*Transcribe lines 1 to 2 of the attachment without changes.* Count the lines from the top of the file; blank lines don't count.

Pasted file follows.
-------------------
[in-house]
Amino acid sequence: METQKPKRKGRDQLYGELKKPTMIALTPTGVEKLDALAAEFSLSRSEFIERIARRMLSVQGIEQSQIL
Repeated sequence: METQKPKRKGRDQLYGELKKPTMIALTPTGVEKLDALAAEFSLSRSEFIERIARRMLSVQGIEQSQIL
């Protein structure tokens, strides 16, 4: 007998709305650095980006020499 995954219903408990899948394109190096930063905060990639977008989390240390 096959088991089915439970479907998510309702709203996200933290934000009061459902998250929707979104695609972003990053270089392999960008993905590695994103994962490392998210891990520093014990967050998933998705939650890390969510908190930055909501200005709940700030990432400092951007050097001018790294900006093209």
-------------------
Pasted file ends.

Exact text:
[in-house]
Amino acid sequence: METQKPKRKGRDQLYGELKKPTMIALTPTGVEKLDALAAEFSLSRSEFIERIARRMLSVQGIEQSQIL